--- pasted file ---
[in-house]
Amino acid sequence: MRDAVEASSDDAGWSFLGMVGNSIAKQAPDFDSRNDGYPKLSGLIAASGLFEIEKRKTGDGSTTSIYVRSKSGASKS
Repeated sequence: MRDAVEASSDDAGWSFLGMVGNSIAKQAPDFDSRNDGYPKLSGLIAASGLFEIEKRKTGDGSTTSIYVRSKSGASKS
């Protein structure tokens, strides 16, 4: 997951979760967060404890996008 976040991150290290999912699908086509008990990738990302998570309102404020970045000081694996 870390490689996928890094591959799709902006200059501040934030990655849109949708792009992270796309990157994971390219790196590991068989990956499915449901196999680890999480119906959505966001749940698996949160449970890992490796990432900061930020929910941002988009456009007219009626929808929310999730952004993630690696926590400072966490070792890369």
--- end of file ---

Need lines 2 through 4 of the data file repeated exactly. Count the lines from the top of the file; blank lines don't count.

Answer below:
Amino acid sequence: MRDAVEASSDDAGWSFLGMVGNSIAKQAPDFDSRNDGYPKLSGLIAASGLFEIEKRKTGDGSTTSIYVRSKSGASKS
Repeated sequence: MRDAVEASSDDAGWSFLGMVGNSIAKQAPDFDSRNDGYPKLSGLIAASGLFEIEKRKTGDGSTTSIYVRSKSGASKS
């Protein structure tokens, strides 16, 4: 997951979760967060404890996008 976040991150290290999912699908086509008990990738990302998570309102404020970045000081694996 870390490689996928890094591959799709902006200059501040934030990655849109949708792009992270796309990157994971390219790196590991068989990956499915449901196999680890999480119906959505966001749940698996949160449970890992490796990432900061930020929910941002988009456009007219009626929808929310999730952004993630690696926590400072966490070792890369």